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The Mid-Western Food Safe
An early nineteenth-century piece of kitchen furniture which has been adapted for use in the modern home is a wooden cupboard with perforated tin panels in doors and sides. Known as a safe throughout the Middle West and parts of the South, where it was popular from the early 1800's to as late as 1870, it was originally used for storing food.In its simple outline, the stile and rail construction of the seventeenth century can be seen, but in place of carved or plain wooden panels, those of pierced tin in ornate design served the double purpose of letting in air and keeping out mice and flies. Like the present day refrigerator, it was a repository for leftovers as well as cured and cooked meats, pastries, milk, and other foods. Sometimes these safes were devoted entirely to pans of milk and were placed in the cellar or some other cool place: sometimes they held the weekly baking of bread, cake, and pies; still another use was for the keeping of vegetables and fruit which also benefited by the moderate circulation of air. The perforated tin panels were the forerunners of screening since the only thing resembling it at the time was a netting composed of horse hair and cotton thread which was used in sieves.
Native woods, both soft and hard, were used for the framework and the three or more shelves of the interior. Most of the safes were simply cupboards resting on four turned legs. A few were made with two long drawers with wooden fronts placed above the cupboard. I have also seen an occasional safe built on the chest-on-chest idea. Cherry, walnut, poplar, pine, and other woods used were either left natural or painted in dark shades of red, green, blue, or brown.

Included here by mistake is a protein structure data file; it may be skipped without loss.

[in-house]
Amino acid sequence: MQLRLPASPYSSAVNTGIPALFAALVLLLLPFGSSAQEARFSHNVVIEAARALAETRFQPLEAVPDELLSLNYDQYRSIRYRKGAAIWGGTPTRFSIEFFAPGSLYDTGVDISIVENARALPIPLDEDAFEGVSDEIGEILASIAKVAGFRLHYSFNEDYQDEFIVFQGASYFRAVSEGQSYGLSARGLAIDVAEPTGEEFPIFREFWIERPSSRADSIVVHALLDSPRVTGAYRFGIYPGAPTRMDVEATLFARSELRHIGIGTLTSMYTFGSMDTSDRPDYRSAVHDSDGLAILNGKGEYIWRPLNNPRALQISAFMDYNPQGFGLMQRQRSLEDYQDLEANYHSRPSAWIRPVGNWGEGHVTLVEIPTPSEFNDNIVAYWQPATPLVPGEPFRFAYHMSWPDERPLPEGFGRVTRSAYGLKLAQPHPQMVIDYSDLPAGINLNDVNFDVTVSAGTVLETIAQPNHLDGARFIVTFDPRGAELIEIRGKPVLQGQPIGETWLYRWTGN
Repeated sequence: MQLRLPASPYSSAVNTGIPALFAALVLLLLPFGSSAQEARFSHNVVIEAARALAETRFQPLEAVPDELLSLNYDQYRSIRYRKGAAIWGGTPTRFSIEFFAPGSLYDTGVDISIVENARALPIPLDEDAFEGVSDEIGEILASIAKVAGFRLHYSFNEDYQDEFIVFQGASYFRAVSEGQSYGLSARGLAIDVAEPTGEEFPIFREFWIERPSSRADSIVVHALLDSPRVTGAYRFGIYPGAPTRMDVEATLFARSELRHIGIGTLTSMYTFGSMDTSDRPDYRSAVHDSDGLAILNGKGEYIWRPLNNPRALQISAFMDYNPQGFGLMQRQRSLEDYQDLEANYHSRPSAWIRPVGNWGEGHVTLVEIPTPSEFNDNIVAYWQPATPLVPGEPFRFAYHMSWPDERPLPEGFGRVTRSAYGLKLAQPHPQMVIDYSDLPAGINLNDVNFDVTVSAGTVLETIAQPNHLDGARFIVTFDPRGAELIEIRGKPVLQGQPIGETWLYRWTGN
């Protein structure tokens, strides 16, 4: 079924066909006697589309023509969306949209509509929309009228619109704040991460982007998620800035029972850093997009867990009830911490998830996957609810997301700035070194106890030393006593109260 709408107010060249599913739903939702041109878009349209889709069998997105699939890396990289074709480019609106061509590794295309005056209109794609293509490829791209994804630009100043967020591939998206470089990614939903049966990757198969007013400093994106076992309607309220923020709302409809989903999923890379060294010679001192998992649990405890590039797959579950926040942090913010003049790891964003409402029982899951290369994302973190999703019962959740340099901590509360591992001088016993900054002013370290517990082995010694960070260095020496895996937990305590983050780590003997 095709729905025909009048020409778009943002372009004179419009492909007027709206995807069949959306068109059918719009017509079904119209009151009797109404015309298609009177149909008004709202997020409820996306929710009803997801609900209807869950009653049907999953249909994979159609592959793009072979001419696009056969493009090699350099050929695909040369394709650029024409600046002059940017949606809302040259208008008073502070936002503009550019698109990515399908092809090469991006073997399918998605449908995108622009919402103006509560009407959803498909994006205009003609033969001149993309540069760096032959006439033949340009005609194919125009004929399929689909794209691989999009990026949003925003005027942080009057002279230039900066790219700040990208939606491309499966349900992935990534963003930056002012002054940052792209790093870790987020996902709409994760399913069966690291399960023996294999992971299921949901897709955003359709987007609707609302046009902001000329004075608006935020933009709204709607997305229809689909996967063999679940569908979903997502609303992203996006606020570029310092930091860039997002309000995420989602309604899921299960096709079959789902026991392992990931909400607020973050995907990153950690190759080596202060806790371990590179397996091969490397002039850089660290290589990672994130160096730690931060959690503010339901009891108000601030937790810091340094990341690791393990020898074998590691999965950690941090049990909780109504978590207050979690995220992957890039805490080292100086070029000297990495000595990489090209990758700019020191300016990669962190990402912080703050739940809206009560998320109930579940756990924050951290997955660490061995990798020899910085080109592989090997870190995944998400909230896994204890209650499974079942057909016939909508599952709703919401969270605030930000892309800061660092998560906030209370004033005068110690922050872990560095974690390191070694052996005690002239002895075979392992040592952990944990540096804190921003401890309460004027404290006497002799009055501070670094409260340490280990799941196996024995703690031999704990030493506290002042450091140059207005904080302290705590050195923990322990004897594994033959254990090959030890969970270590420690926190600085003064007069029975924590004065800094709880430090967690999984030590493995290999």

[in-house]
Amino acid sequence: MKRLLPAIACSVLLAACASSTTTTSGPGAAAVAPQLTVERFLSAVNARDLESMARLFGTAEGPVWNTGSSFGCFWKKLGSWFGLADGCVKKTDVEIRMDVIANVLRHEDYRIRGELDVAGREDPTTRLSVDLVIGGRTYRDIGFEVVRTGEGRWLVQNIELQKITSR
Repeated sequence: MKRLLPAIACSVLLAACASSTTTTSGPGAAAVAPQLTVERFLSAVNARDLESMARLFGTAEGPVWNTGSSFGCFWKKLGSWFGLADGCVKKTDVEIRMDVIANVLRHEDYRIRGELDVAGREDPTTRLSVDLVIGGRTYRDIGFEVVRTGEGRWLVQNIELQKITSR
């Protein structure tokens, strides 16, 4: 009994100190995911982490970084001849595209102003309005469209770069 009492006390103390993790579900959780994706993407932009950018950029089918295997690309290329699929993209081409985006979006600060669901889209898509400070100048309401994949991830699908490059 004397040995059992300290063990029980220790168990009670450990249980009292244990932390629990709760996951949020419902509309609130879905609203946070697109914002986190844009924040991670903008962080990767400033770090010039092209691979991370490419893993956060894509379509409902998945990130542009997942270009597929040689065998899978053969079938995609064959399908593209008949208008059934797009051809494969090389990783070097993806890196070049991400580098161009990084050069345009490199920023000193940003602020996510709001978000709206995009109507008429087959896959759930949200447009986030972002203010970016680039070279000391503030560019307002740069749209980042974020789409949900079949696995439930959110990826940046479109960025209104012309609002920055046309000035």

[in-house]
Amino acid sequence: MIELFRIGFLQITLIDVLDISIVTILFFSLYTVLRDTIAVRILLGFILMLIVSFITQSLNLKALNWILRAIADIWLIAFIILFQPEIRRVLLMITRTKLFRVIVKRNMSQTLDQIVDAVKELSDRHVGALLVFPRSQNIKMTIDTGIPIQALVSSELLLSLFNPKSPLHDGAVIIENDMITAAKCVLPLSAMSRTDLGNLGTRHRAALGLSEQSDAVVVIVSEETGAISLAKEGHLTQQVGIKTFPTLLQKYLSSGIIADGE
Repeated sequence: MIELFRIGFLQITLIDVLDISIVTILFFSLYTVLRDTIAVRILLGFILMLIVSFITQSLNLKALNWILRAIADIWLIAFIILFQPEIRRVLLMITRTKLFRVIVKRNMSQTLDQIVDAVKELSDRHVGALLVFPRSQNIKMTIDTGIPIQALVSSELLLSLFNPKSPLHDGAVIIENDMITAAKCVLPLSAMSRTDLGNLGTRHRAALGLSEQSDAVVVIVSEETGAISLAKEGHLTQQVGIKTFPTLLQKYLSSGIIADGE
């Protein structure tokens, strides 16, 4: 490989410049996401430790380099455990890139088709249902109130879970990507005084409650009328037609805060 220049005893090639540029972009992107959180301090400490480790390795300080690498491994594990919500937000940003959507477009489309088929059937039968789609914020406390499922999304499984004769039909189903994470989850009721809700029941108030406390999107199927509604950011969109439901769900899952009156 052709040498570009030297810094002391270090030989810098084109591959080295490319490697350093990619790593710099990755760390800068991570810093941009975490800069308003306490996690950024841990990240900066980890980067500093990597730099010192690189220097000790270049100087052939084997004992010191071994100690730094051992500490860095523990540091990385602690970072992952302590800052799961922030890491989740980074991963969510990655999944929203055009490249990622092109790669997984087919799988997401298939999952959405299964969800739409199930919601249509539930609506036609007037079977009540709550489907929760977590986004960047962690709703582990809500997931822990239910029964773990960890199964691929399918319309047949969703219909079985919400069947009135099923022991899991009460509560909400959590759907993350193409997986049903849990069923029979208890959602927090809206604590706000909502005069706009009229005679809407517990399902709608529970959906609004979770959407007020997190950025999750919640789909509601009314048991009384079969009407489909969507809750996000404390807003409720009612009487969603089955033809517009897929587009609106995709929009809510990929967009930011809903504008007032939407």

The perforated tin panels were not only decorative but the idea of them went back to the fourteenth century when pierced metal lanterns first appeared in Europe. The earliest of these were of brass or copper; then came those of sheet iron or tin. The Thirteen Colonies were well established before much tin was used in America, but when, in the early nineteenth century, there was work for the tinsmith, one of his jobs was designing and stamping tin sheets in intricate patterns for use in lanterns and foot stoves.
He began by cutting the tin sheets to the proper size. These he laid on a bed of lead, sand, soft wood, or other suitable substance. Then he traced his pattern, put his dies in position and struck them with a hammer, piercing the tin along the lines of the design. The latter was elaborate and varied, with half moon, rising sun, cathedral, and sunburst among the most favored themes.
Pierced designs in old food safes showed even greater variety. Some had the rising sun motif, others had an urn and floral pattern. Both the heart motif and that of the six-pointed star indicated Pennsylvania Dutch inspiration. In fact, it is generally believed that these ingenious food safes originated in the area occupied by those emigrants from the Counties Palatine where the pierced tinwork was undoubtedly well known.
Today it is the beauty of the pierced tinwork that makes them so desirable. The earliest and best were made according to old cabinetmaking ways, with uprights and horizontal members of the framework fitted together with mortice-and-tenon joints. Now the food safes no longer stand in the kitchen but, cleaned and refinished, have other uses. Collectors of such primitive items as wooden cooking utensils and implements, powder horns, or early slipware dishes find them excellent cabinets for their treasures. Some people like them as cupboards for bed linen. They also fit well in a game room. I once saw one so used in Iowa. The cupboard made a convenient wine cellar and, as the safe was only four feet high, the owner used the top as a bar.